The dust is still settling from Friday’s blockbuster trade, which will send Jesus Montero and Hector Noesi to the Mariners in exchange for Michael Pineda and Jose Campos. All four players must still take their physicals, a bit of a formality required to make the trade official, and that should happen within a week or so. While all that is going on behind the scenes, let’s take a few minutes to get to know Pineda, the soon-to-be newest member of the Yankees’ starting rotation.
Pineda, who turns 23 tomorrow, grew up in the Dominican Republic and signed with the Mariners in December of 2005 for a measly $35k . He spent the 2006 and 2007 seasons in the Dominican Summer League before coming stateside in 2008. Seattle sent Pineda to Low-A as a 19-year-old that year, and he struck out 128 (8.3 K/9 and 23.2 K%) and walked just 35 (2.3 BB/9 and 6.4 BB%) in 138.1 IP across 21 starts and five relief appearances. After the season, Baseball America dubbed him the team’s tenth best prospect.
Sent to High-A to open 2009, Pineda made just six starts before a sore elbow popped up and the team shut him down for close to three months. He ended up throwing just 47.1 IP that season, striking out 52 (9.9 K/9 and 29.2 K%) while walking just six (1.1 BB/9 and 3.4 BB%). Baseball America still considered him the Mariners’ sixth best prospect that offseason. The 2010 season was Pineda’s coming out party, as he utterly dominated the competition in 139.1 IP split almost evenly between Double and Triple-A. With his now healthy elbow, he whiffed 154 (9.9 K/9 and 26.7 K%) while walking just 34 (2.2 BB/9 and 5.9 BB%), then was ranked as Seattle’s second best prospect and the 16th best prospect in all of baseball by Baseball America. The only pitchers ahead of Pineda on the top 100 list were Julio Teheran, Jeremy Hellickson, Aroldis Chapman, Jameson Taillon, Shelby Miller, and Matt Moore.
Pineda made the Mariners’ Opening Day rotation last year thanks to his strong showing in Spring Training (16 K and 5 BB in 15 IP), and he made the team look really smart. After pitching to a 3.03 ERA with 9.0 K/9 (25.0 K%) and 2.9 BB/9 (8.0 BB%) in 113 IP during the first half, Pineda was named to the AL All-Star Team and threw a perfect third inning with two strikeouts in the actual game. His ERA came back to Earth in the second half (5.12), though his strikeout (9.3 K/9 and 24.6 K%) and walk (2.9 BB/9 and 7.8 BB%) numbers didn’t suffer at all in the 58 IP sample. Pineda’s BABIP did correct a bit in the second half (.247 pre-ASG and .286 post-ASG), and the Mariners limited his workload by having him skip a start in early-August and two more in September.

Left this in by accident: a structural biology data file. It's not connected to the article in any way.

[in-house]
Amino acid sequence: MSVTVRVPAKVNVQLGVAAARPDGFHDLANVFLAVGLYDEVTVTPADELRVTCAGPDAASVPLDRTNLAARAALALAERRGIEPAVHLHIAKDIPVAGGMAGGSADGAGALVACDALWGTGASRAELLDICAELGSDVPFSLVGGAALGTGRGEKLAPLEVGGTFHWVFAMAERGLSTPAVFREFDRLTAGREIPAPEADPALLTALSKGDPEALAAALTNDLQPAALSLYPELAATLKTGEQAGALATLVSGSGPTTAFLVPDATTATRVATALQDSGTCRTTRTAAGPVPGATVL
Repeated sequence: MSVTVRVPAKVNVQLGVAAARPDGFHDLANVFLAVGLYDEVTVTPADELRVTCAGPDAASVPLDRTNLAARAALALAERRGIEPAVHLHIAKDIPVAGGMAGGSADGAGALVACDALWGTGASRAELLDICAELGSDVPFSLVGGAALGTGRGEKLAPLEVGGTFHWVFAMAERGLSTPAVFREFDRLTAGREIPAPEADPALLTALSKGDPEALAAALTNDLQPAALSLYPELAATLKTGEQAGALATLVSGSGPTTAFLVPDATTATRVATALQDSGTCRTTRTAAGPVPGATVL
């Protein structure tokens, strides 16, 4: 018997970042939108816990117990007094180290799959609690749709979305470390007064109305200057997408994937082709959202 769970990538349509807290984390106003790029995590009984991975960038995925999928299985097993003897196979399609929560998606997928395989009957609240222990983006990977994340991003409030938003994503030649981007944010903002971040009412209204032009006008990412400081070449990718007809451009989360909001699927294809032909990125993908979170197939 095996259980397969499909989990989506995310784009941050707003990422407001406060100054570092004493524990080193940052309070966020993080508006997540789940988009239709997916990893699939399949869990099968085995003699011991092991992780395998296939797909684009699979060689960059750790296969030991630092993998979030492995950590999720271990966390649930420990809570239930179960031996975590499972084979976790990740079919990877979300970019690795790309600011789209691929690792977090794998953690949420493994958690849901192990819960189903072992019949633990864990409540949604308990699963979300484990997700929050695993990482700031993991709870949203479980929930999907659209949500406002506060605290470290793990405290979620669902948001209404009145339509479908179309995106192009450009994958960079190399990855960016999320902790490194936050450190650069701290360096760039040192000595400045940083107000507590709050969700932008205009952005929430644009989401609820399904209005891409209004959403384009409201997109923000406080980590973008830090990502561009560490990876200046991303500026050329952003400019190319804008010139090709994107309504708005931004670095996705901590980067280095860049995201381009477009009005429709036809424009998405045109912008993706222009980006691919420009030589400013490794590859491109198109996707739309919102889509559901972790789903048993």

The numbers sure look great, and the scouting report backs them up. Before the season, Baseball America (subs. req’d) said he throws “a crisp fastball that sits at 93-97 mph and gets as high as 101 with explosive life and occasional heavy sink” and a “quality slider.” They also said he “did a better job of selling his upper-80s changeup with the same arm speed as his fastball, keeping it down and getting hitters to chase it.” The PitchFX data from last season backs up that scouting report, and it’s worth noting that he threw that changeup just 2% of the time to righties and 11% of the time to lefties. That’s the pitch he needs to focus on to reach his substantial ceiling.
Speaking of enormous, that’s the best way to describe Pineda. The kid is listed at 6-foot-7 and 260 lbs. on Seattle’s official site, which is probably how big CC Sabathia was at that age. You can’t help but look at a frame like that and think 230 IP a year, every year. I have to imagine he’s an uncomfortable at-bat as well, this gigantic long-levered guy on the mound unleashing mid-90’s heat. There’s bound to be an intimidation factor in play here. Given his results — held hitters to a .211/.279/.342 batting line last year, righties to .184/.261/.326 — I’m guessing opposing batters were a little antsy in the box.
A few weeks ago Keith Law ranked Pineda as the 20th best player in baseball under the age of 25, the fifth pitcher on the list behind Clayton Kershaw, Stephen Strasburg, Madison Bumgarner, and Brett Anderson. “He has the size and stuff to continue to pitch as he did in 2011,” said KLaw in the write-up, “but improving his changeup, really a show-me offering with virtually no action on it right now, would help him get to ace level.” You’ll hear quite a bit about the changeup in the coming weeks and months, I imagine. It’s the great equalizer, and in fact Brian Cashman told Jim Bowden that he’ll consider the trade a failure if he doesn’t improve the pitch and develop into a top-flight starter.
The Yankees gambled on upside by acquiring Pineda, just like the Mariners gambled on upside by acquiring Montero. Pineda’s power stuff is well suited for the rugged AL East, as is his knack for strikeouts and uncanny ability to limit walks at such a young age despite the huge fastball. We’ve been saying the Yankees should only trade Montero for a young, high-end starter with several years of team control remaining for quite some time now, and that’s exactly what they got in Pineda. He’s not a finished product, but he sure is starting from a high baseline with that electric fastball-slider combo and monstrous build.